"It’s never going to be perfect when you mix art and education, like when we mix art and commerce or when we mix government with anything." 

click to enlarge (Photo by Greg Fiore / Provided)
  • Photo by Greg Fiore / Provided

Few artists appear as comfortable in their own skin as suburbia’s poet laureate Ben Folds. The piano man has maintained a steady, 31-year music career since launching Ben Folds Five in the ’90s.

He brings his time-honored act to Oklahoma City 8 p.m. April 13 at Chevy Bricktown Events Center, 429 E. California Ave.

While Folds has maintained relevance, it’s not without change. These days, the notably unfiltered musician finds himself in pristine philharmonic concert halls as frequently as rock venues. His last solo album, 2015’s So There, was a collaboration with New York chamber sextet yMusic. He also takes time to share his wisdom with the industry’s up-and-comers and frequently speaks at music schools across the country.

In a recent Oklahoma Gazette interview, Folds reflected on the artist he has become, how he handles “fucking it up” while performing and what it really means to be considered “cool.”

click to enlarge Ben Folds (Allan Amato / Provided)
  • Allan Amato / Provided
  • Ben Folds

Oklahoma Gazette: The most recent thing I saw you do was NPR’s Feb. 16 Tiny Desk Concert. What do you think of that performance? Because you stumbled a little on the lyrics [to “Phone in a Pool”], but you always play things off so cool.

Ben Folds: Well, I like to get things right. On one hand, I’m a good musician, but I fuck up a lot. But I don’t ever want to lull myself into thinking that’s OK, even though I’m always patted on the back for it. I’m glad I get applause when I fuck up; that’s really lucky for me.

OKG: Not everyone gets applause.

BF: I did try really hard to get it right. You get to a point in your career when you realize — or maybe not everyone does — that you become an example of some kind. It gets to the point when a few generations of musicians have been watching what you do. I’m actually a really big stickler for “get it right,” yet here I am, fucking it up all over the place.

I remember a long time ago, a friend of mine pointed out that I had mentioned in an interview I didn’t practice. It was a Rolling Stone interview or something like that. She was horrified that I would say something like that in an interview when she’s got students who look up to me. I kind of thought, “Oh, yeah, she’s right. I kind of have a responsibility.”

OKG: Most people realize every artist they watch is human. They appreciate when people can play it off. You could have made a big deal about it or said, “This can never reach air.”

BF: Coming up in the ’90s, I saw a whole school of artists, even people you would never think were like that, who pored over all their photographs, edited stuff out, chewed publicists out for not making them look the right way. I’ve never had that. I’m too fucking lazy. It’s like, “Oh well. I messed up.” But I’d rather get it right.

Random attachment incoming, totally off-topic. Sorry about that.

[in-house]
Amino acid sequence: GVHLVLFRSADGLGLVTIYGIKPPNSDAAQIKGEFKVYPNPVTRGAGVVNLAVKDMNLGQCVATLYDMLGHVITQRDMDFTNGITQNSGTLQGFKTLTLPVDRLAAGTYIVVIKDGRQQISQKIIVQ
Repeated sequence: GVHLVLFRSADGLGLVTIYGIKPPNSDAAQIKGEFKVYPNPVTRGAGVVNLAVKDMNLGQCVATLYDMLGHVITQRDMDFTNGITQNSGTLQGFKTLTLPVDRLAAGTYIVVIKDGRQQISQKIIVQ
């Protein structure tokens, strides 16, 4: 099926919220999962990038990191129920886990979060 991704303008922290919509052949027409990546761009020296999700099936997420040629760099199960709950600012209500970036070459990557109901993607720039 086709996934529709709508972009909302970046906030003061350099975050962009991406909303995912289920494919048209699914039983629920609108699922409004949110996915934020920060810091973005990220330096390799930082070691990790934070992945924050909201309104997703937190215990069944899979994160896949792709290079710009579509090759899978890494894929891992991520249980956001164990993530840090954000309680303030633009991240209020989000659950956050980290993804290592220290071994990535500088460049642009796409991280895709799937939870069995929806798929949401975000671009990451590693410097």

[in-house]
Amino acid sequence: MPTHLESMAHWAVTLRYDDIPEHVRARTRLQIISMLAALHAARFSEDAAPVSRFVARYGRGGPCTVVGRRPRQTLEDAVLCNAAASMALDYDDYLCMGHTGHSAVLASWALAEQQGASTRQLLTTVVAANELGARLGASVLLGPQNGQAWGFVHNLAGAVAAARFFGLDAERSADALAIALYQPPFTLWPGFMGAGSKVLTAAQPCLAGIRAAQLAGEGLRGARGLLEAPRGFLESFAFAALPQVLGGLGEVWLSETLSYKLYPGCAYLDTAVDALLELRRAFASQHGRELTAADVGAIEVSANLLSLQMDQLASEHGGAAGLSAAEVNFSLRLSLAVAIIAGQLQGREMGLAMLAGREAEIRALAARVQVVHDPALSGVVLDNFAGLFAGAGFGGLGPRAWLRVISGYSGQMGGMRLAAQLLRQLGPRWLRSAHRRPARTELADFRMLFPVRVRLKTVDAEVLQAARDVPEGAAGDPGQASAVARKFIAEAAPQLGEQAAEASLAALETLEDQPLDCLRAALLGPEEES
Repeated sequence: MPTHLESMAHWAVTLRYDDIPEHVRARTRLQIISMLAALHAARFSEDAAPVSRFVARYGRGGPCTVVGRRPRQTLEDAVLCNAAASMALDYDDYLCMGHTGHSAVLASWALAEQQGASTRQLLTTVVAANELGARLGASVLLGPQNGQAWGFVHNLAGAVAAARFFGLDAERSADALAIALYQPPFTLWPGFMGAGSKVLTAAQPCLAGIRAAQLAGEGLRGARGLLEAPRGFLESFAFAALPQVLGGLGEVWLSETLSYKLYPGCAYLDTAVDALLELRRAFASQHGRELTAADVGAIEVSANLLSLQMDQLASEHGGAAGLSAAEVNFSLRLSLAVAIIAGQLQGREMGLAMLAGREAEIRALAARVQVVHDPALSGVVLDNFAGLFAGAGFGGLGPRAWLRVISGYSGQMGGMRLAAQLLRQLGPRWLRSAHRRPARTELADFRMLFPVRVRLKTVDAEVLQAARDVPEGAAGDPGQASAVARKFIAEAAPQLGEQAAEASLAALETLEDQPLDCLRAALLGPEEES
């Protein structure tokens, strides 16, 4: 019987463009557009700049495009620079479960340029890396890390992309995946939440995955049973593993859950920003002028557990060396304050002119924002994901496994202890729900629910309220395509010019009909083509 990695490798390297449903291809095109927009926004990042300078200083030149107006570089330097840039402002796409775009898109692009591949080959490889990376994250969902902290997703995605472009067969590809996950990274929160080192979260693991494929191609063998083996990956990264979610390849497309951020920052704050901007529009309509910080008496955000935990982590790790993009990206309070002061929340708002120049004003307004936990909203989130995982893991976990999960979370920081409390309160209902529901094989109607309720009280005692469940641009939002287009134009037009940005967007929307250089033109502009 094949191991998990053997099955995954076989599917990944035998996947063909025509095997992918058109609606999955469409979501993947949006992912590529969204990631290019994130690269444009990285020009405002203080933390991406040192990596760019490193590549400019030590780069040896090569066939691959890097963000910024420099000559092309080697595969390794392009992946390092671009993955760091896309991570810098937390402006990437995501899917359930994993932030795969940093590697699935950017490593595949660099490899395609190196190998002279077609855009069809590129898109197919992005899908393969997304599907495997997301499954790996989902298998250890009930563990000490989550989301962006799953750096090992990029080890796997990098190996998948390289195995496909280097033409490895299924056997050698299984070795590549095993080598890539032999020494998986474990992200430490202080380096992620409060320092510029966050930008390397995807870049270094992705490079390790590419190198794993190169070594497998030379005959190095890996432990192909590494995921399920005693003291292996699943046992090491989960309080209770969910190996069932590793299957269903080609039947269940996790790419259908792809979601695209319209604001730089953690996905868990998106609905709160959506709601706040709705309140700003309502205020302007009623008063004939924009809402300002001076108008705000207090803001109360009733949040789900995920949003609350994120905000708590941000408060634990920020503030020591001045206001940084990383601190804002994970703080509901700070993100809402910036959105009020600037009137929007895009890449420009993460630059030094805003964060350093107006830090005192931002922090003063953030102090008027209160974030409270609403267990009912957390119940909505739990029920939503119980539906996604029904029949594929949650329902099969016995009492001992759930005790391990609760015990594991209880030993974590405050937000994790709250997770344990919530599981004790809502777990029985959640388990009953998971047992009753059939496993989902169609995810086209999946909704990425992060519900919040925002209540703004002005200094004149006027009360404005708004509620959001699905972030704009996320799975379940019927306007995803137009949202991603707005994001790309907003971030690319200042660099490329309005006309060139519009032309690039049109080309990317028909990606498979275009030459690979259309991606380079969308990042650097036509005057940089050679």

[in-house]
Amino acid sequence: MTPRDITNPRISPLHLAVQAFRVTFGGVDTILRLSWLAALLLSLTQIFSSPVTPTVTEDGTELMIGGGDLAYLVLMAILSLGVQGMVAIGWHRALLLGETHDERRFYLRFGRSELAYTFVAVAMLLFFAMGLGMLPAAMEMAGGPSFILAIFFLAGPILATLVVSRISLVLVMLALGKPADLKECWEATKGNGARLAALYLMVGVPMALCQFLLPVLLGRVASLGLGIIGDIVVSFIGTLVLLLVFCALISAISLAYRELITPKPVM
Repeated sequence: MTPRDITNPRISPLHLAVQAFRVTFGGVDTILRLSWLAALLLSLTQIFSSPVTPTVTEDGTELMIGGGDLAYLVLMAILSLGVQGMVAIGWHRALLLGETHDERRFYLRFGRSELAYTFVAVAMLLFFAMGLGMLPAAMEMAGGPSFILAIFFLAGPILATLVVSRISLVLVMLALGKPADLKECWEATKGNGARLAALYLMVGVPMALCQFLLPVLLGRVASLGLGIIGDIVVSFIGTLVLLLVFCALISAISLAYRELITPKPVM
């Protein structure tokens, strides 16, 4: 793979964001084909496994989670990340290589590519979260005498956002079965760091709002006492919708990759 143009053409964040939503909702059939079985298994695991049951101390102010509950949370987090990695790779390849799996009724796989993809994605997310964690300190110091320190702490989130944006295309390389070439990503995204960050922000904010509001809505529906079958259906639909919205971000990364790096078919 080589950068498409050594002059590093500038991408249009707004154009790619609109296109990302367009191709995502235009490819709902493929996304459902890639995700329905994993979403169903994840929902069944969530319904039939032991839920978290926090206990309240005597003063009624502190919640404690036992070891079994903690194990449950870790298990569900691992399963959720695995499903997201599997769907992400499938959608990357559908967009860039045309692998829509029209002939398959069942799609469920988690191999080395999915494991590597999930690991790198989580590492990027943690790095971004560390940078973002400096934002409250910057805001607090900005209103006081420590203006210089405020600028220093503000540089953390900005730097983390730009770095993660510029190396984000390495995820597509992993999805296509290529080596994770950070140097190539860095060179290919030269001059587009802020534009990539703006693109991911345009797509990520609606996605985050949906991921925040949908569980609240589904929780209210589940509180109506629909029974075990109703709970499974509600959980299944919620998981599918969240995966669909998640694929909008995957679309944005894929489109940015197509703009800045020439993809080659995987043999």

I’m always afraid these things that I do will become a shtick. At a rock concert, you’ll play the first few notes and everyone’s like, “We recognize it together! Yay!” and lighters go up, but no one listens to it anymore because it means something different; the meaning has been hijacked. If I ever feel, even in the smallest room, that I’m playing and that’s happened, I stop at the introduction. I talk about the song a little bit and I go back and I start it again. The reason for that isn’t a shtick so much, but I want to remember the reason I wrote something. You know? You can forget what a song is about. I’ve tried to hang on to that, and I’ve tried to write songs I’ve thought would weather the repetition.

Ben Folds (Greg Fiore / Provided)
  • Greg Fiore / Provided
  • Ben Folds

OKG: Several years ago in Oklahoma City, you gave a master class at the Academy of Contemporary Music at the University of Central Oklahoma (ACM@UCO). You went to school for percussion. What are your thoughts on formal music education?

BF: It’s never going to be perfect when you mix art and education, like when we mix art and commerce or when we mix government with anything. There are mixtures people don’t like because nobody wants to be told how to be an artist. But despite that, I’m for as much formal training as a musician can stand, a little bit more than they can stand. I know as well as anyone else, maybe even better, that it’s frustrating, they’ll suffer, they’ll be told to be basically cookie-cutter versions of the school of music — all these things.

I remember getting kicked out of a music history class for sleeping on the desk. And the lesson had been about what a bad student Mozart was. I thought, “Oh, well that’s a nice compliment.” In my 17-year-old mind, I’m thinking that means I’m Mozart. The thing is, it just means I was an artistic being trying to get through a system. No one wants to do that. …

The thing about going to a proper music school is you also surround yourself with the best of your age, which I think is important.

One more thing I’ll say about it is it can homogenize a musician. But I would consider that to be almost Darwinian. If you allow a music school to homogenize or sterilize your artistry, maybe you weren’t ready for the real world because that’s going to be a lot tougher than the fucking music school was.

click to enlarge So There (Provided)
  • Provided
  • So There

OKG: Your most recent album, So There, is a collaboration with yMusic. Do you think that album accomplished everything you wanted it to?